Talking Pets: Getting your dog to make an investment ... in himself

March 15, 2013 

It doesn't really matter how many pets you've had, or how long you've had them, there is always something you can learn.

Take my dogs and me, for instance. People were always telling me how good they were. I gave the dogs a lot of the credit, because they were all smart.

Muddy the shepherd-Lab was a gentle giant who was 4 when we got him and he came with manners he had already been taught.

Jethro the hound was 11 months old when he moved in, but he knew how to sit, stay, and sit up and beg. He was so smart that I never could break him of that last "talent."

Reba was only 6 months old when she came to live with me, and she had been a street dog so she needed to learn all

sorts of stuff, even wearing a collar and a leash. But she was smart, too, and was a quick study.

Ella was 9 months old when she was rescued from awful conditions, and she's had to overcome a lot of fears to learn some manners. But what's helped her is not only being smart, but having had Reba to help teach her.

Arlo is not yet 2 years old, and when he moved in, the head of the rescue group that sponsored him told me, "I don't say this about many dogs, but he's highly intelligent." So I envisioned him learning quickly and joining the roster of well-behaved dogs who have joined our pack.

Boy, did I have a lot to learn.

Arlo is rowdy, rude and hard-headed.

He can climb and leap a 6-foot fence. He has not yet learned not to jump on me, despite my efforts to teach him "off."

He is obsessed with squirrels to the point I have to monitor his every move while he's outside lest he start eyeing the fence.

He will bark and whine while we're on the porch and the doggie door is closed off so I can have a little "me time" to read the paper or talk on the phone.

On the other hand, he has learned to sit like a champ, and sits while waiting for me to open a door. He has learned "watch me." He has mastered "come."

He's pretty good at "stay," although his attention span won't allow him to keep it very long.

So I've been asking myself: What is different about him, and why is it so hard to get through to him?

I knew from the start that he is not the dogs that have come before him, but realizing that and learning to deal with the frustrations I did not have before have been a challenge.

I have come to understand that one of the differences about him is simply this: He is not a calm dog.

The dogs that came before him did not need much correction to learn their manners, because they didn't drive me crazy like he can.

He's like a child with attention deficit disorder and that's an entirely new thing for me.

So when I saw an article in my Facebook feed that started out talking about a woman whose dog would not look her in the eye, it tugged at me.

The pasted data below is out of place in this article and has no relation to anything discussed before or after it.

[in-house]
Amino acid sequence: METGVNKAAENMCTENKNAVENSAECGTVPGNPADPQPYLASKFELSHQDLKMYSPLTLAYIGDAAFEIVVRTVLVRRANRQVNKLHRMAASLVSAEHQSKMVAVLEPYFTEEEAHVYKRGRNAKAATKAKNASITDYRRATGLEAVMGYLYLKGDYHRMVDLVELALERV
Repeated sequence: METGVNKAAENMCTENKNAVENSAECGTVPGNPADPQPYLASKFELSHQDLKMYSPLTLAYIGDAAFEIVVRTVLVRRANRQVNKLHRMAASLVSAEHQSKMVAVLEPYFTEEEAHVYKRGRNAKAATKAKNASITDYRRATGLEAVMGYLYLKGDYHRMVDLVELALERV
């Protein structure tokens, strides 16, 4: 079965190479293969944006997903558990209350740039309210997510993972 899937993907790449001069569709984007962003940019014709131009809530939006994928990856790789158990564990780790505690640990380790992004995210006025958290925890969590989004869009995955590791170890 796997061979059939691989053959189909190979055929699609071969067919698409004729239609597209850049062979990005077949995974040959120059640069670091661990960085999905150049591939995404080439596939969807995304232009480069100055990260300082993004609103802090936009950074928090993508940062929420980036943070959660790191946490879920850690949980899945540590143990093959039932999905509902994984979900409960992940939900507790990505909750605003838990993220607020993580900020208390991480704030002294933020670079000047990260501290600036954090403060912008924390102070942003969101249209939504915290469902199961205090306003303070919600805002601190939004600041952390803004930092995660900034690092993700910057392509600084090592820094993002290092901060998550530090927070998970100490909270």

The gist of the article was this: The woman's husband was a disciplinarian who took control and used a lot of corrective measures in training the dog. She was the opposite and was at a loss as to how to connect with the dog while being careful not to undermine her husband's "authority."

The trainer quoted in the article gave her some advice that I've found most helpful:

Get the dog to make an investment in learning the behavior.

I totally agree with reward training, and I've learned a lot working with the pit crew at Animal Services. For instance, I've learned that some dogs are just not food motivated, and may be more compliant if you use toys as the reward.

But I've never really thought about it this way, getting the dog to make an investment in doing the right thing, and it's changed the way I'm approaching Arlo.

For instance, when it's time for him to put on his collar and harness in the morning, he has a hard time sitting for me to get him dressed.

Before, I would tell him to sit and when he would run off through the house, I would just stay there and wait for him to come back and try again. I wouldn't call to him, I would just wait there.

Sometimes it took three or four times for him to calm down enough for me to dress him.

Now, I give him two chances (everybody deserves a second chance), and that's it. Then I go to the kitchen and fix my coffee.

After that, we go back to the bedroom where his collar and harness are waiting for him. "Still not ready to sit? OK, I'll go get the paper now."

Then it starts to sink in with him: "Sit and get dressed, and I get to go outside. Keep running around like a crazy dog and she will just find something else to do."

The first few days went like that, but now, he's sitting on that second chance. He's getting it. He's beginning to realize that it's in his best interest (the investment) to do what I ask.

Someday soon, he'll do it the first time. I hope that day comes soon, because even though he's rowdy and ill-mannered, Arlo is also sweet, loving and smart, and I love him, warts and all.

M.K. Means, Herald copy editor, can be reached at 941-745-7054 or followed on Twitter @Bradentonpets.

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